Freedom in the World
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While considered one of the most stable democracies in Africa, Botswana has been dominated by a single party since independence, and critics of President Seretse Khama Ian Khama have expressed concerns about creeping authoritarianism. Journalists covering corruption or the activities of the opposition face pressure from authorities. The indigenous San people, as well as migrants and refugees from neighboring countries and LGBT (lesbian, gay, bisexual, and transgender) people face discrimination.
- The parliament approved a constitutional amendment creating two additional seats in the legislature for “specially elected” lawmakers, who are appointed by the executive and confirmed by the parliament. The two new lawmakers entered the parliament in October. Opposition members criticized the amendment as a means of strengthening executive power.
- In February, the government confirmed that state media outlets had been ordered not to report on some opposition activities.
- In August, nine ethnic San were shot at by an aerial antipoaching unit as they were hunting antelope. They were then arrested on charges of poaching and detained for several days, during which time they were reportedly beaten.
- President Seretse Khama Ian Khama ordered the arrest and deportation of U.S. pastor Steven Anderson, characterizing Anderson’s virulent antigay views as hate speech.
President Khama, the son of Botswana’s first president, holds significant power, including the authority to prolong or dismiss the legislature, which cannot impeach him. Democracy advocates have alleged that power has become increasingly centralized around Khama, with many top jobs going to military officers and family members. The Botswana Democratic Party (BDP), now headed by Khama, has dominated the political scene with little substantive opposition since independence in 1966. In October 2016, in preparation for general elections to be held in 2019, the opposition Umbrella for Democratic Change (UDC) and the Botswana Congress Party (BCP) entered negotiations, with a formal coalition announcement expected in 2017.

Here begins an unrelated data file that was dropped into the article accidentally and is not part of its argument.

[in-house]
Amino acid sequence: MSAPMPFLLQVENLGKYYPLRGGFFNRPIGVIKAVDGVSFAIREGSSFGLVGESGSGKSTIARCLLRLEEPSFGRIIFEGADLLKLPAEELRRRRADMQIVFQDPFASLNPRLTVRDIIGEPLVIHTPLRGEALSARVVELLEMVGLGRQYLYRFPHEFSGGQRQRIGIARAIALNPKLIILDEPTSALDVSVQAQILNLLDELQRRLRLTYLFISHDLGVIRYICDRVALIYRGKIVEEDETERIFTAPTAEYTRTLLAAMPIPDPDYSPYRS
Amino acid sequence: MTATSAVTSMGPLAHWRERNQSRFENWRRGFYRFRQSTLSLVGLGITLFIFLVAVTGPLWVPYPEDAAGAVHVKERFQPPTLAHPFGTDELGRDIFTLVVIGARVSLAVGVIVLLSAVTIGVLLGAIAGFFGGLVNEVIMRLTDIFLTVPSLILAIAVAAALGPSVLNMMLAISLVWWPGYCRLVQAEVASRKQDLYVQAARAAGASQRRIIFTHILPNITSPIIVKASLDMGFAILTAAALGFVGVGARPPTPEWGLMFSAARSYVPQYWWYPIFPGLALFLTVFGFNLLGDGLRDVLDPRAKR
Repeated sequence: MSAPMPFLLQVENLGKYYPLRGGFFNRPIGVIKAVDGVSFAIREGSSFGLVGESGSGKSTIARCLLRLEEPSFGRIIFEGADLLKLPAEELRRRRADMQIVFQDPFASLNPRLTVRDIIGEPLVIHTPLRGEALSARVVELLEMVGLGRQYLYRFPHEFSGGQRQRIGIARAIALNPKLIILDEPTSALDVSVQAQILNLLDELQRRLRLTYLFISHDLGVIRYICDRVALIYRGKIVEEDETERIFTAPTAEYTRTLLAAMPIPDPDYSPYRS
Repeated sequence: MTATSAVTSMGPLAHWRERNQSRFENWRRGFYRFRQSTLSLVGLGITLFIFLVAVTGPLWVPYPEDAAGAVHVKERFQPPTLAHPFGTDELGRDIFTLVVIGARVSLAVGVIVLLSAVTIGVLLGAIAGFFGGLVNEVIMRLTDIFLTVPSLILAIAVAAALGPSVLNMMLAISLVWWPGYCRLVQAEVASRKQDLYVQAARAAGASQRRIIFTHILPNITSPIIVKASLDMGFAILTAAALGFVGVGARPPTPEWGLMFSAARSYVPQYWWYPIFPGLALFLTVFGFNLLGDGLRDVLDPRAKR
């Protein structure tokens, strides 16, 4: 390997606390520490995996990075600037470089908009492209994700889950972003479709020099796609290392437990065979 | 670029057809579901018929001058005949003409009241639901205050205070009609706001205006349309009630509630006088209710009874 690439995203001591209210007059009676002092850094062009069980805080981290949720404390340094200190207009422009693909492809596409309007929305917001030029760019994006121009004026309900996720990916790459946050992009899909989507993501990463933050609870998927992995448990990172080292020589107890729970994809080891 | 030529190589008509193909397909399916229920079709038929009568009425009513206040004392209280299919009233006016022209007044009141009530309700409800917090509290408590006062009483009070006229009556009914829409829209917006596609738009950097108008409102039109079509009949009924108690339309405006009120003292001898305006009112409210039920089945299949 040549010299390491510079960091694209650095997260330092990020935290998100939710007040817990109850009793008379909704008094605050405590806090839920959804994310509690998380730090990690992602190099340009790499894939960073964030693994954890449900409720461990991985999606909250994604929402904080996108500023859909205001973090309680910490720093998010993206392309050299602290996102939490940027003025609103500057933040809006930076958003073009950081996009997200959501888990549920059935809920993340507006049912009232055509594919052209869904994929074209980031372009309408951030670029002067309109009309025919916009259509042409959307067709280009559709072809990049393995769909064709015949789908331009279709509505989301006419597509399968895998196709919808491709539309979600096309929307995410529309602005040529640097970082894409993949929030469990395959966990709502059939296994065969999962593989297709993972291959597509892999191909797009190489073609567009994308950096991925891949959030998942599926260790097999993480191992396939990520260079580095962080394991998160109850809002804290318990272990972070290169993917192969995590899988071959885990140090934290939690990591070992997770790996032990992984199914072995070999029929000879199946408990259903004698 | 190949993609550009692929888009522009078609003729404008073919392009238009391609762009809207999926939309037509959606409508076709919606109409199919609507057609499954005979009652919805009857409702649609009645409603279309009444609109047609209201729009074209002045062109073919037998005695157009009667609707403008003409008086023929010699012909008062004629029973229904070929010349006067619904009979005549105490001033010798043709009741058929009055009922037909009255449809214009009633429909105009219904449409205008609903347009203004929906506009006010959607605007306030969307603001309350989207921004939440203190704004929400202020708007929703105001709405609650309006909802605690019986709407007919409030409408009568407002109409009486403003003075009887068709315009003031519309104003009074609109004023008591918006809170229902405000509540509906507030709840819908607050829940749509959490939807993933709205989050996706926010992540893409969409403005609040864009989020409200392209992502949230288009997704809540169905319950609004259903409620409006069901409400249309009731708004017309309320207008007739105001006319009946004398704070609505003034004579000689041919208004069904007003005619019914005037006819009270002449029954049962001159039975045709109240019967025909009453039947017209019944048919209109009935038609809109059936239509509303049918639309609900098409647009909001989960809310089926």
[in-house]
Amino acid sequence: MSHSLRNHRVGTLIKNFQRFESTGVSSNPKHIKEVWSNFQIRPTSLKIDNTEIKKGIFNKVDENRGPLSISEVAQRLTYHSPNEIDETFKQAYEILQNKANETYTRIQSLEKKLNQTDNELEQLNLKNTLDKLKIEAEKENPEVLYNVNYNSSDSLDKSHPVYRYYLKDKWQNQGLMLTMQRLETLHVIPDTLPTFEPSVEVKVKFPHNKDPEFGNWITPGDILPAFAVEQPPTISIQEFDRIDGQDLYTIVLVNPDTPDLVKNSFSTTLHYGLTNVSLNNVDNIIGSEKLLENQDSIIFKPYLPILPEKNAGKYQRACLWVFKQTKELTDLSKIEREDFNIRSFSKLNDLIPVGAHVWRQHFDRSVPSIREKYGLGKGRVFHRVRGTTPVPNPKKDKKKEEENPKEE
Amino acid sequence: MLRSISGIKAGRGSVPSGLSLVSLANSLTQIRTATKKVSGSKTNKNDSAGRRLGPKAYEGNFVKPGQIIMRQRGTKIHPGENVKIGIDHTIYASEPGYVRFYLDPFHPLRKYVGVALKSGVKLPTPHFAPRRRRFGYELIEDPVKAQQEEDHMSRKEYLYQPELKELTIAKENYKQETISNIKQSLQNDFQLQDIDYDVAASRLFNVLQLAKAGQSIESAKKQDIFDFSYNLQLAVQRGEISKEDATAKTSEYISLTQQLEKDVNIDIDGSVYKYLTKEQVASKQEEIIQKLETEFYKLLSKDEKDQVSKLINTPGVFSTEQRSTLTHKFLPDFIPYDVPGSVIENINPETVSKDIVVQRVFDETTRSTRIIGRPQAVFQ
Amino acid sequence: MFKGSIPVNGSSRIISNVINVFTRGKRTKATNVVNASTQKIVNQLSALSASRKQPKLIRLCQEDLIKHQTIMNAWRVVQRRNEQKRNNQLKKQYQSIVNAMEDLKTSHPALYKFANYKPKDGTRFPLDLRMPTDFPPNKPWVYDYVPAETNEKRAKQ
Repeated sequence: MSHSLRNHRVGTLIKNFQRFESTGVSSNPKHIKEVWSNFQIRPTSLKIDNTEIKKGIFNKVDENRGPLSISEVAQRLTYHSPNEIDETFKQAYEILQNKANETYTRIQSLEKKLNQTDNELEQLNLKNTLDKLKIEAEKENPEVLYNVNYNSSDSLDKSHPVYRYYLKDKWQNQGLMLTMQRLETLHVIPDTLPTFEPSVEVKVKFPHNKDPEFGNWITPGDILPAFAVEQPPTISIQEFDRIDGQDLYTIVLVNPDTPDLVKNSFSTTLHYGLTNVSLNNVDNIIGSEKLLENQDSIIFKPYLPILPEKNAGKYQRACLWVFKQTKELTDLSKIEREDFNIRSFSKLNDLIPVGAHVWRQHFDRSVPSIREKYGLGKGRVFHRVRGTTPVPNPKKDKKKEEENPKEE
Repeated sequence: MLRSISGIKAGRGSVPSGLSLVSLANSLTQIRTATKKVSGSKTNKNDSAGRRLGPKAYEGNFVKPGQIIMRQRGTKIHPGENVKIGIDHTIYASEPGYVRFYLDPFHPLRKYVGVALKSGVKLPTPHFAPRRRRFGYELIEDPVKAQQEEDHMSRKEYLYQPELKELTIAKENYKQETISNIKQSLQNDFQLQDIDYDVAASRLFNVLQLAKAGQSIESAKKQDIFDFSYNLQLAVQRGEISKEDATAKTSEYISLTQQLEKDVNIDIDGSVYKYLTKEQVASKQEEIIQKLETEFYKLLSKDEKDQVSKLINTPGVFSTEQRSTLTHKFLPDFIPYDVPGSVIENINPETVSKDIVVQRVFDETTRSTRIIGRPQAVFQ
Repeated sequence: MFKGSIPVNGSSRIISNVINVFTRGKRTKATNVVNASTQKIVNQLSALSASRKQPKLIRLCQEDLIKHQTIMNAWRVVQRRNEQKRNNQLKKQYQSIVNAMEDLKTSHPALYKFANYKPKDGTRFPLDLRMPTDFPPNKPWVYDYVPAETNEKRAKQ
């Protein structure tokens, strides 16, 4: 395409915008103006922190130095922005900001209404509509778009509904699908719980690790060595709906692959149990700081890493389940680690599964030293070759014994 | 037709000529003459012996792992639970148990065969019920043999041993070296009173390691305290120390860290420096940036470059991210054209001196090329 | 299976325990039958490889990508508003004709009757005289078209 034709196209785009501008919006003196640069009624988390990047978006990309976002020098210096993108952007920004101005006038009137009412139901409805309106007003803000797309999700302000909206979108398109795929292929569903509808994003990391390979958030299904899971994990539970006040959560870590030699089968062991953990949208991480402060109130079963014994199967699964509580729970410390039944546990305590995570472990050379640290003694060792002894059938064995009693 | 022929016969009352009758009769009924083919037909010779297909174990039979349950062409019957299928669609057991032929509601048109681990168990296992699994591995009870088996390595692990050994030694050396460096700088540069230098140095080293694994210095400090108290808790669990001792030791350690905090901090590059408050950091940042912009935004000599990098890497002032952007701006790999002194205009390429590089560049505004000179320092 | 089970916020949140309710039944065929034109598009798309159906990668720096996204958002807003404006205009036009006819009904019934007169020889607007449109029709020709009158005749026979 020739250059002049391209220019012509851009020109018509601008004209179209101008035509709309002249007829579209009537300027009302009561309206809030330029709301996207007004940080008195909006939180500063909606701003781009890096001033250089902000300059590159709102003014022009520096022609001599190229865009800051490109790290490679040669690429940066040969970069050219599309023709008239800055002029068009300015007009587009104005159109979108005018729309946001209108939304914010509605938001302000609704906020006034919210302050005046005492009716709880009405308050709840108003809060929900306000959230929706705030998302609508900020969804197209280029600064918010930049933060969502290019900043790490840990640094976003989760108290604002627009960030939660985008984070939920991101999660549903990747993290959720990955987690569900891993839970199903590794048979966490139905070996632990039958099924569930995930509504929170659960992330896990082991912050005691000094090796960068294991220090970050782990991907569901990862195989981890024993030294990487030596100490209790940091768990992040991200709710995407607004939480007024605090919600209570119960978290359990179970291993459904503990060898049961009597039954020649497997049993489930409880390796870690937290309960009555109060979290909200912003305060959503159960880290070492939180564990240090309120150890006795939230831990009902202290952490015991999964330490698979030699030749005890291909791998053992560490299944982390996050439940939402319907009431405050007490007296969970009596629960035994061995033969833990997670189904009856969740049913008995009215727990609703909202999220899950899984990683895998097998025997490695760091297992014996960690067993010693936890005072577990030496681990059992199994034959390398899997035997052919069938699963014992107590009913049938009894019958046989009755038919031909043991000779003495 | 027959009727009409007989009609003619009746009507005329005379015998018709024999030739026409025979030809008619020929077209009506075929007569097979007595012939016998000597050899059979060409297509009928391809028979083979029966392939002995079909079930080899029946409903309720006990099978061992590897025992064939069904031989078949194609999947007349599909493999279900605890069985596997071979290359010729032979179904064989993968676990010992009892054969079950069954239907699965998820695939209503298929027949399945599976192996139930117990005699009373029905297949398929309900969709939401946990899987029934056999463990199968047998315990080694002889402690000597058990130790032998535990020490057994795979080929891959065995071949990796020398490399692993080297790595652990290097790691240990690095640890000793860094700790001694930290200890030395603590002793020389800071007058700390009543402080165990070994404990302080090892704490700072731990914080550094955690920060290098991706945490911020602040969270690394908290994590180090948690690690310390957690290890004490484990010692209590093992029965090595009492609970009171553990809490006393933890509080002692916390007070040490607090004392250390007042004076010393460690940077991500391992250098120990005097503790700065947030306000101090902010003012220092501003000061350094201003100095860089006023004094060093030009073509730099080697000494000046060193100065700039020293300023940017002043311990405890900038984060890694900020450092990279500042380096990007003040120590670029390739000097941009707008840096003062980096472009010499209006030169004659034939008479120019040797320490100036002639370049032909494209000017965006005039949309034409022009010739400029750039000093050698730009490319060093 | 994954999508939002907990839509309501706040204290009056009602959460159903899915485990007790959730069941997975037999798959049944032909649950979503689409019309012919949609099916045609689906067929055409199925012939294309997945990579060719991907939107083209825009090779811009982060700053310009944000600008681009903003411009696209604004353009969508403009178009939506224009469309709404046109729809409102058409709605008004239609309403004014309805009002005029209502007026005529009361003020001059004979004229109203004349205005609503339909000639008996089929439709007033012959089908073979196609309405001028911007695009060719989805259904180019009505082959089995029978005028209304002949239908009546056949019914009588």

In July 2016, the parliament began to debate a constitutional amendment that would increase the number of “specially elected” members of parliament from four to six; the specially elected members are appointed by the president and approved by a simple majority in the parliament, and are intended to serve as experts to support parliamentary operations. Opposition members criticized the proposed amendment as a means of strengthening executive power. Nevertheless, the amendment was approved, and two specially elected members entered the parliament in October.
While Botswana has a robust media sector, authorities in 2016 sought to suppress reporting on the opposition and on issues related to corruption. In February, the government confirmed that state media outlets had been ordered not to report on some opposition activities, which officials described as failing to meet editorial policies; in one instance, reporters had covered an opposition rally but did not broadcast it after being told by superiors that it was not newsworthy. Separately, in March, freelance journalist Sonny Serite was arrested and held overnight at a police station in Gaborone, where he was denied access to a lawyer; Serite had recently published a series of stories about corrupt contracts involving the national railway. His detention was one of a number of cases during the year in which investigative journalists were detained briefly before being released without charge.
The rights of the indigenous San people have eroded in recent years. In 2014, the San lost rights to hunt in Botswana, effectively denying them a way of life. In August 2016, nine San were shot at by an aerial antipoaching unit as they were hunting antelope. Soon after they were arrested on charges of poaching, stripped naked, beaten and detained for several days.
LGBT (lesbian, gay, bisexual, and transgender) people face discrimination in Botswana. However, in September, Khama ordered the arrest and deportation of U.S. pastor Steven Anderson, characterizing Anderson’s virulent antigay views as hate speech.
This country report has been abridged for Freedom in the World 2017. For background information on political rights and civil liberties in Botswana, see Freedom in the World 2016.